These days, we're spending more time thinking about new hires and organizational structure. In particular, we're thinking about the hires we need to manage the different functional areas of our business - sales, marketing, client services, etc.
We actually have a list of the functional areas and a list of the people - some we know, some we don't - that we think might be a good fit for the role. For each of these roles, we try to fit the prospective hires into one of three seniority buckets:
Director - younger person that might currently be a Director elsewhere and have his eyes on the VP job. We would expect this person to get his hands dirty at first and grow into a leader/VP type. Probably has a chip on his shoulders, probably hungry to work hard. Big risk, potentially big reward.
VP - more senior person that is more about managing, less about doing. She is probably already a VP...or maybe a Director looking to step-up. More experienced. Less risky. More expensive.
CXO - very senior person, definitely with a track record, probably a game-changing hire. Very expensive...but also most likely worth the price. Biggest concern is cultural fit given our stage.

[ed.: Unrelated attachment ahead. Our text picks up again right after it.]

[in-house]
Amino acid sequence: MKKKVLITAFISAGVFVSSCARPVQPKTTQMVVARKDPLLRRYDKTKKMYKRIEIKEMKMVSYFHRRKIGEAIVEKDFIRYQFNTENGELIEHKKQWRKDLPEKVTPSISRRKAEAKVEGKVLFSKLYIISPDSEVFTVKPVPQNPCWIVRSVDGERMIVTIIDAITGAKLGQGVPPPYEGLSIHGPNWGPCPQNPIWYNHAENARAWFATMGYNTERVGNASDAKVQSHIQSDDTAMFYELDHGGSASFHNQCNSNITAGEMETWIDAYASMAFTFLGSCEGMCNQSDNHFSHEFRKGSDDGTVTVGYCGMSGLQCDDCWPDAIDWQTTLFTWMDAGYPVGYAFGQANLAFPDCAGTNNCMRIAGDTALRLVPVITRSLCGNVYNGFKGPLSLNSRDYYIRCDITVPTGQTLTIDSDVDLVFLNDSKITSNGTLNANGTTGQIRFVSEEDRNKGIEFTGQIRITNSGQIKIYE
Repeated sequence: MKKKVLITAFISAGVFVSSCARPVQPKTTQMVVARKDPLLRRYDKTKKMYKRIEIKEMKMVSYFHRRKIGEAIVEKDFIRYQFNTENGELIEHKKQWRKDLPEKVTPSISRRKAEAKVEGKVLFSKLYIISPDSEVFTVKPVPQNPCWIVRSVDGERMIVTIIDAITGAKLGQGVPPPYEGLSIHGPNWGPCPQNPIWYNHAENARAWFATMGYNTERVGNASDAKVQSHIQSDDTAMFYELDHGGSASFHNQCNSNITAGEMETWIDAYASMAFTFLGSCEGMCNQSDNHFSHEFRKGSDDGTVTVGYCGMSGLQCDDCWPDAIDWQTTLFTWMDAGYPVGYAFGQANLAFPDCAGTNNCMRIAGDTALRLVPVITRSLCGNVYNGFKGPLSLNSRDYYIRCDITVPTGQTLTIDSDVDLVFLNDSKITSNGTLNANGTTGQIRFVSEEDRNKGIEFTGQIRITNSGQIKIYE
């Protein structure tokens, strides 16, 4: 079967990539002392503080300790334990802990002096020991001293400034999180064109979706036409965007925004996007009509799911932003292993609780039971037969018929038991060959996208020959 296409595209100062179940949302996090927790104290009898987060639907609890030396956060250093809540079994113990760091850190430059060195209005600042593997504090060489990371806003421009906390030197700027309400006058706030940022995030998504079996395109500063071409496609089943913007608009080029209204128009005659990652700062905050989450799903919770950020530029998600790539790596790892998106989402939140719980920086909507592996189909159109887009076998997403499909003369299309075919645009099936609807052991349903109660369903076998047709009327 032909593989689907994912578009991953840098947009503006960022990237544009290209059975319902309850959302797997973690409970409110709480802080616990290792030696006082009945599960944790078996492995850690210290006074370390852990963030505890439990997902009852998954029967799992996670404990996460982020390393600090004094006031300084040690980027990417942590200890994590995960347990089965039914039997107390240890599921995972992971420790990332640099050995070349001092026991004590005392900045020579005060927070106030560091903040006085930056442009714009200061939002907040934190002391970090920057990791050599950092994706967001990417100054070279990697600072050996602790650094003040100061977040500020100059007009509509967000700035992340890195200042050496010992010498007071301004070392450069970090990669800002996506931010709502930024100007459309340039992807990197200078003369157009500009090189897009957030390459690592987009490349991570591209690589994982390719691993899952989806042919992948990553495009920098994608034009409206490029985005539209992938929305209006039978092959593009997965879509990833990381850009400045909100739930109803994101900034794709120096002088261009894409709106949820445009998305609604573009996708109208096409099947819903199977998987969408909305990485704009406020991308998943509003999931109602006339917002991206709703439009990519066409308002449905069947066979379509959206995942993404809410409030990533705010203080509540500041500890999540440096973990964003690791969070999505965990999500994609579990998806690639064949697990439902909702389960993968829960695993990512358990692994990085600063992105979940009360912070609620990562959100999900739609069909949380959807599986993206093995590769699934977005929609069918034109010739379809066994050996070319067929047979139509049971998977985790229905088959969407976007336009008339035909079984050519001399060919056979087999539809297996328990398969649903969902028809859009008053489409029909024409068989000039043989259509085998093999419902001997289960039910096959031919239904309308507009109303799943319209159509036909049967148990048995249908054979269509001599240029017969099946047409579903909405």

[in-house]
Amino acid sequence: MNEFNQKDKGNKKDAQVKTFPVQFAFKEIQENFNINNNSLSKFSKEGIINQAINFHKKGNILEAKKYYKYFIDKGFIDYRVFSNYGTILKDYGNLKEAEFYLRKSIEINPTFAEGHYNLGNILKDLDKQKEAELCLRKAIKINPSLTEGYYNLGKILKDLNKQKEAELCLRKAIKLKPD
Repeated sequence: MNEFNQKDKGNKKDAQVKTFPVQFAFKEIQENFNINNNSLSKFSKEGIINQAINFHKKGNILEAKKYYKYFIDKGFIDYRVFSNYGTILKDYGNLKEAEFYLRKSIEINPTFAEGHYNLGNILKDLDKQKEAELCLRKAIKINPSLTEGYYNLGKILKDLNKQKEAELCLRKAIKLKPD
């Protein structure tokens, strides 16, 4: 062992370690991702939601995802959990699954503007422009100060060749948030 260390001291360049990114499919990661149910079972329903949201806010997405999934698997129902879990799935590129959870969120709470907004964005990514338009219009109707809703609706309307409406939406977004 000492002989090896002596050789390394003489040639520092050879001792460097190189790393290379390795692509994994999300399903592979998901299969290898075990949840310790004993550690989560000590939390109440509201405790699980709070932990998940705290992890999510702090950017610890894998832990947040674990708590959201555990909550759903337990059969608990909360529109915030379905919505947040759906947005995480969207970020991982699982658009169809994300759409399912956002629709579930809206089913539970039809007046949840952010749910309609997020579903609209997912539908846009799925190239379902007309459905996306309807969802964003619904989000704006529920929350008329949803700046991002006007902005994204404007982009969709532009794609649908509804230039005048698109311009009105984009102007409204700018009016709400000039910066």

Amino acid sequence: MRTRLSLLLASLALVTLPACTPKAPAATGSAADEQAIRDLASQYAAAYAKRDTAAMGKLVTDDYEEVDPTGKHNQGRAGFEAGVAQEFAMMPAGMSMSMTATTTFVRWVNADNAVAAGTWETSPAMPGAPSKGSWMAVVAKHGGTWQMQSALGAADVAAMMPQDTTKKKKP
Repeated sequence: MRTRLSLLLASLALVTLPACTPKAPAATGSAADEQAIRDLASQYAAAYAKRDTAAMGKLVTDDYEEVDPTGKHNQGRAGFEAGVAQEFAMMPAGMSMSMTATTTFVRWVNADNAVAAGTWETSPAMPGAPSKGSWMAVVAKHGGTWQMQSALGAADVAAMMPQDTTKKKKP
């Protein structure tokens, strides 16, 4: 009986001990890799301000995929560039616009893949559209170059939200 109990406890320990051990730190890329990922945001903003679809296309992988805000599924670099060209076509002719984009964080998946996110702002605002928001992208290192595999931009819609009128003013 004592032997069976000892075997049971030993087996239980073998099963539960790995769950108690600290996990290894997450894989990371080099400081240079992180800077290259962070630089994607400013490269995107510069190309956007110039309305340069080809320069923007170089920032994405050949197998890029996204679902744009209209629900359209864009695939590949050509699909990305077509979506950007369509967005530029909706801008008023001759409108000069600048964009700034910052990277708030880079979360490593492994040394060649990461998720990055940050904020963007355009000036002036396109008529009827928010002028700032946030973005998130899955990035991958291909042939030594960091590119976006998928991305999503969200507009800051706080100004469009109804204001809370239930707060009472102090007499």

(I'm a stickler for accurate titles - so this stuff matters to me.)
There are obviously trade-offs across each - compensation, risk, experience, cultural fit, scalability, etc. And as is often the case, I tend to liken trade-offs to sports.
On one extreme is an inexpensive young player with all-star potential and big ambitions - you might draft Kevin Garnett...or you might end up with Gred Oden. On the other end is very expensive veteran player that is a known quantity with a track record - sometimes it works out perfectly, just like Kevin Garnett going to the Celtics.
Ultimately - I think - it comes down to the person. As our "people we'd like to hire list" migh imply, we'll look for the right person for the role - regardless of experience - and then figure out a way to make it work.